Love it or hate it, there is no doubt that there is a
use for networking in the yachting industry. In fact, if you’re able to work
the room in the right way, it can open doors and provide a step up on that
career ladder. When it comes to getting your next job, finding and recruiting
talented new crew or picking up some helpful career advice, knowing the right
people and being known by the right people can make a huge difference.
“I certainly never want to be considered a schmooze,
but I must confess that there is a certain amount of schmoozing involved,
especially at boat shows, parties, broker days and anytime you’re surrounded by
other yachting professionals,” says one captain who would prefer to remain
nameless. “I get cards from everyone and then at the end of the day I make a
little note on the back to remind me who they are. I’m lucky, I have a good
memory for names and faces!”
Anyone can be the life of the party, but there is a big difference in making an
impression that people will want to remember and one that people would like to
forget. Here are the top five tips for networking the right way.
drunk! This can
be a tough one as it’s hard at these events, which often are parties where booze freely flows, to stick to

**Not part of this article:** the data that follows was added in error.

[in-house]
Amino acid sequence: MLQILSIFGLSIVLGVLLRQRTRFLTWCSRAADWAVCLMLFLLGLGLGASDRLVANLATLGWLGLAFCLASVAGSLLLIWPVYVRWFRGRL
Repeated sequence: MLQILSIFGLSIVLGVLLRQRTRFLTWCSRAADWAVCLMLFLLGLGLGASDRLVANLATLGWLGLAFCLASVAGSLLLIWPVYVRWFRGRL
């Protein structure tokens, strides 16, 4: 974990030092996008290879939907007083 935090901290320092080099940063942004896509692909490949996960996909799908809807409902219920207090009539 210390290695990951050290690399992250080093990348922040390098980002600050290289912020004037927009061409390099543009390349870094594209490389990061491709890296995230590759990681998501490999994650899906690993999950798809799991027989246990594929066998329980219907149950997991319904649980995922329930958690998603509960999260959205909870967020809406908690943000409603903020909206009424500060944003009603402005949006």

one or two drinks – especially when everyone else has hard three or four…or
more. But being the only one in the room who remembers the evening is better than being the
only one in the room everyone else remembers because you fell off your stool
and were carried out. A bit of Dutch courage is understandable, but there is no
need to be bouncing off the walls because people will notice.
“I would put a large, black mark against the name of
anyone who I had seen wasted at a work thing,” says Chief Stewardess
Amanda. “They wouldn’t be getting a job with me any time soon.”
Networking is all about good first impressions. While you might not need to don your glad rags – unless of course it is the kind of event that requires
full-on evening dress – make sure you are dressed appropriately.
Fancy dress is another issue in the yachting industry,
as everyone likes a theme party. But be aware – don’t dress too risqué or you
may get phone calls for the wrong reasons.
Don’t be too
pushy. Although you want to put yourself out there, don’t
be too forceful. Common courtesy applies. Don’t jump into other people’s
conversations and be polite.
Be prepared. Make
sure you’re able to give people the information they need as soon as they ask
for it. Have business cards printed with your name, telephone number and email
address. You might consider including your job title, qualifications and a photo
as well, just to help people put a face to a name. Business cards are a much
better option at networking events than a CV.
“If I’m out and
about, I keep the business cards that I am given by interesting people,”
says Capt. John. “But if I’m handed a CV, it tends to be left on a table somewhere.
It’s just impractical to be carrying lots of paper around.”
fear of rejection. Some people will like you, some won’t, that is
just the way life is. Don’t be afraid to approach someone because you are
worried that you might be knocked back. It will happen, but sometimes it won’t
and you never know which contact is really worth making.
Get out there and make yourself known. Be confident
but never cocky, make an impression, make it a good one, and in the words of
President Roosevelt, “Speak softly and carry a big stick, you will go far.” But
maybe leave the big stick at home.
Keep Your CV on Top